As the House begins its Floor debate this week on financial regulatory reform, it is clear that the time is ripe for action. In particular, the case for better consumer protection is clear: one cause of the financial crisis is that families took on mortgage or other debt obligations that they did not understand and they are now defaulting on the loans. One measure to address improved protection is a new Consumer Financial Protection Agency (CFPA). If enacted, this new agency will have to balance the vital task of protecting the interests of consumers against the danger of a cumbersome regulatory framework that is too costly and that reduces options for consumers and small businesses.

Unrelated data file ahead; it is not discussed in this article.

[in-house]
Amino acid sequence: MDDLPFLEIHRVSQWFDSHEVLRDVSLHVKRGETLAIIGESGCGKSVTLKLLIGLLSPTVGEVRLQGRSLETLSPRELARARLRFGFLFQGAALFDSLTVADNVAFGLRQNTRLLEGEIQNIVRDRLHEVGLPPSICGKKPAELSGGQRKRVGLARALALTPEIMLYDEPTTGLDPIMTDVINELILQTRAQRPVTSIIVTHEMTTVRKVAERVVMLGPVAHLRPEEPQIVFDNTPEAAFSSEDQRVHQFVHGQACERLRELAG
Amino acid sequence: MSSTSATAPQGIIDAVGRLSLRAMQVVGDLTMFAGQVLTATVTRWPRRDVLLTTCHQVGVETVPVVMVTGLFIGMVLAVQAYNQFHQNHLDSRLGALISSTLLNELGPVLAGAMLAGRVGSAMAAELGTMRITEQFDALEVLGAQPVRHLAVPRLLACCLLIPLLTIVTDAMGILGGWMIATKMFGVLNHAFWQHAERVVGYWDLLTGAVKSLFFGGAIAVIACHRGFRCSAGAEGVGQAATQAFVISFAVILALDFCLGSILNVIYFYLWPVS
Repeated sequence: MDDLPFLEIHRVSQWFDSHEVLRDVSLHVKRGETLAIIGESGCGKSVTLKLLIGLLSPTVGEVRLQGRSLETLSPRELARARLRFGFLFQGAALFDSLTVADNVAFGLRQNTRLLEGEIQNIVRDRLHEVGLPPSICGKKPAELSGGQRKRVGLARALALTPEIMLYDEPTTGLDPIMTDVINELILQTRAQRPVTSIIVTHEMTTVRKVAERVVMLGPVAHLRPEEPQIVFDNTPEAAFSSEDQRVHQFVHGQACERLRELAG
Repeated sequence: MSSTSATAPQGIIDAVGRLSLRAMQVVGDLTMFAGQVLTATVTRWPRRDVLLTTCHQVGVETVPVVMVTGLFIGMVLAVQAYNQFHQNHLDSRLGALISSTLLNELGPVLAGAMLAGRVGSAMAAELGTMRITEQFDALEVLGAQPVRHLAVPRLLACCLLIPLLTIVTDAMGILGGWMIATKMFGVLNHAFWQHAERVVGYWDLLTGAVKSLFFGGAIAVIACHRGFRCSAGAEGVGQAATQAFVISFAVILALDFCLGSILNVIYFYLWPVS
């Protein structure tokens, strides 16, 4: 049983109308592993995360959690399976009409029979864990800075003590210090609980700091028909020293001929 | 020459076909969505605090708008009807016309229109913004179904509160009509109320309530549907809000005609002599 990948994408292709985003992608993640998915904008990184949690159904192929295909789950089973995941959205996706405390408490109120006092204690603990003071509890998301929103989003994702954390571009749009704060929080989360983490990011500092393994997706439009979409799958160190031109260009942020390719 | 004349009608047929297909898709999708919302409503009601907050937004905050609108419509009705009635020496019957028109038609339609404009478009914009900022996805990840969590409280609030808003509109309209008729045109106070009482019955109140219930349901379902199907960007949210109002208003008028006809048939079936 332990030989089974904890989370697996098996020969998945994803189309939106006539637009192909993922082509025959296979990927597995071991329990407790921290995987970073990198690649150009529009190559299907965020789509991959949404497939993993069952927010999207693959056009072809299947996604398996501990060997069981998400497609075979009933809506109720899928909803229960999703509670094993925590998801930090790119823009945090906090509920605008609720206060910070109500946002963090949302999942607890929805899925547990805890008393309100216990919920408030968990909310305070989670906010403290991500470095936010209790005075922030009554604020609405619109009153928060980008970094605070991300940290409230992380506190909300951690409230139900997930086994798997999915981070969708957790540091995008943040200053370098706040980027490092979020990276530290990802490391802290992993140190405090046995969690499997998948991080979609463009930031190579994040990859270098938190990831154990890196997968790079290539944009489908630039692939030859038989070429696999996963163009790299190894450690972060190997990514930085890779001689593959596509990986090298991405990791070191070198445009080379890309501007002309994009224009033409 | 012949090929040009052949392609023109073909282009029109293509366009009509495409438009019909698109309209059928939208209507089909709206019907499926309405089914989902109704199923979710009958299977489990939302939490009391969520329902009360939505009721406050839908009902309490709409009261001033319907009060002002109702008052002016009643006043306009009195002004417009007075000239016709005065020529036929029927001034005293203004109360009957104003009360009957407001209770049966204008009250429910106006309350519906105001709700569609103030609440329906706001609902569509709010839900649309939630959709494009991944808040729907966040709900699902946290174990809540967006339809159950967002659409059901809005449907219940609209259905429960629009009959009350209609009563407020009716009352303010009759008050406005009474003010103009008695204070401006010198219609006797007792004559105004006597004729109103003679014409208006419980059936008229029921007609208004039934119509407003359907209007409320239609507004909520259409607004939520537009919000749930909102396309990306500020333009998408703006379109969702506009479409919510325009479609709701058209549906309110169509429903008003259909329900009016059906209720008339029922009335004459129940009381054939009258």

In other consumer protection measures, Congress has usually acted to pre-empt state laws, so that businesses meet one federal standard and do not have to satisfy regulations that vary from state to state. For example, the recent standards for lead in toys pre-empted state laws. There are good reasons for national standards: they means that consumers are helped by a uniform set of rules if they move from one state to another. If credit card companies, for example, had to explain different rules in each state, this would add unneeded complexity when the goal is to create greater transparency and ease of understanding. And most people learn by experience, so that uniform rules would allow consumers to know that the protections they had become used to in one state would be the same in a new state.